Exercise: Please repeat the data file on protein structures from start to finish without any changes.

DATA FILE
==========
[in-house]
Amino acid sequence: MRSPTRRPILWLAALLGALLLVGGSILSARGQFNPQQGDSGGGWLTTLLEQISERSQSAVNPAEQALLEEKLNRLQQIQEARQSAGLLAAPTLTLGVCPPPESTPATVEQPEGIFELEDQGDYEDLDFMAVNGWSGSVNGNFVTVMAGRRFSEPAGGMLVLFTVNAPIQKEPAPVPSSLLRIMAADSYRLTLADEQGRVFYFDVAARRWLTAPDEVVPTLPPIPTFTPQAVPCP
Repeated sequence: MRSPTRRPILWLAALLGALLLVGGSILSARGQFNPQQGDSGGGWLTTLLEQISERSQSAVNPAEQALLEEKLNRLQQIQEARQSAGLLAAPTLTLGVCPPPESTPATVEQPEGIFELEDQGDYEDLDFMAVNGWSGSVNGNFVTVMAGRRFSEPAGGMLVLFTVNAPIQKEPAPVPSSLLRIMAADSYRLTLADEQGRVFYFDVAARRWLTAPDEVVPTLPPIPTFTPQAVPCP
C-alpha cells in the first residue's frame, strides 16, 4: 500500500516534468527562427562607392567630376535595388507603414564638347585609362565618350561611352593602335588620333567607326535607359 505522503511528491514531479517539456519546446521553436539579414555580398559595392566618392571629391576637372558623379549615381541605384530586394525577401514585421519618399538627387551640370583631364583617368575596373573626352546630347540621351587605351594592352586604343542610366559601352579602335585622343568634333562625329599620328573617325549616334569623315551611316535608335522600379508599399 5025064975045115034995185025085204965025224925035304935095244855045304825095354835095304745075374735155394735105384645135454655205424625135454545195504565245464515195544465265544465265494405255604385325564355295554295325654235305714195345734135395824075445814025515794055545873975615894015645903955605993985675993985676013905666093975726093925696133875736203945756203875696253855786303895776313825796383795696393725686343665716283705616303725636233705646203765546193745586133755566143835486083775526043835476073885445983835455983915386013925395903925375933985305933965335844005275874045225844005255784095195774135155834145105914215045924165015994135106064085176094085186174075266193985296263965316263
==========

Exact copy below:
[in-house]
Amino acid sequence: MRSPTRRPILWLAALLGALLLVGGSILSARGQFNPQQGDSGGGWLTTLLEQISERSQSAVNPAEQALLEEKLNRLQQIQEARQSAGLLAAPTLTLGVCPPPESTPATVEQPEGIFELEDQGDYEDLDFMAVNGWSGSVNGNFVTVMAGRRFSEPAGGMLVLFTVNAPIQKEPAPVPSSLLRIMAADSYRLTLADEQGRVFYFDVAARRWLTAPDEVVPTLPPIPTFTPQAVPCP
Repeated sequence: MRSPTRRPILWLAALLGALLLVGGSILSARGQFNPQQGDSGGGWLTTLLEQISERSQSAVNPAEQALLEEKLNRLQQIQEARQSAGLLAAPTLTLGVCPPPESTPATVEQPEGIFELEDQGDYEDLDFMAVNGWSGSVNGNFVTVMAGRRFSEPAGGMLVLFTVNAPIQKEPAPVPSSLLRIMAADSYRLTLADEQGRVFYFDVAARRWLTAPDEVVPTLPPIPTFTPQAVPCP
C-alpha cells in the first residue's frame, strides 16, 4: 500500500516534468527562427562607392567630376535595388507603414564638347585609362565618350561611352593602335588620333567607326535607359 505522503511528491514531479517539456519546446521553436539579414555580398559595392566618392571629391576637372558623379549615381541605384530586394525577401514585421519618399538627387551640370583631364583617368575596373573626352546630347540621351587605351594592352586604343542610366559601352579602335585622343568634333562625329599620328573617325549616334569623315551611316535608335522600379508599399 5025064975045115034995185025085204965025224925035304935095244855045304825095354835095304745075374735155394735105384645135454655205424625135454545195504565245464515195544465265544465265494405255604385325564355295554295325654235305714195345734135395824075445814025515794055545873975615894015645903955605993985675993985676013905666093975726093925696133875736203945756203875696253855786303895776313825796383795696393725686343665716283705616303725636233705646203765546193745586133755566143835486083775526043835476073885445983835455983915386013925395903925375933985305933965335844005275874045225844005255784095195774135155834145105914215045924165015994135106064085176094085186174075266193985296263965316263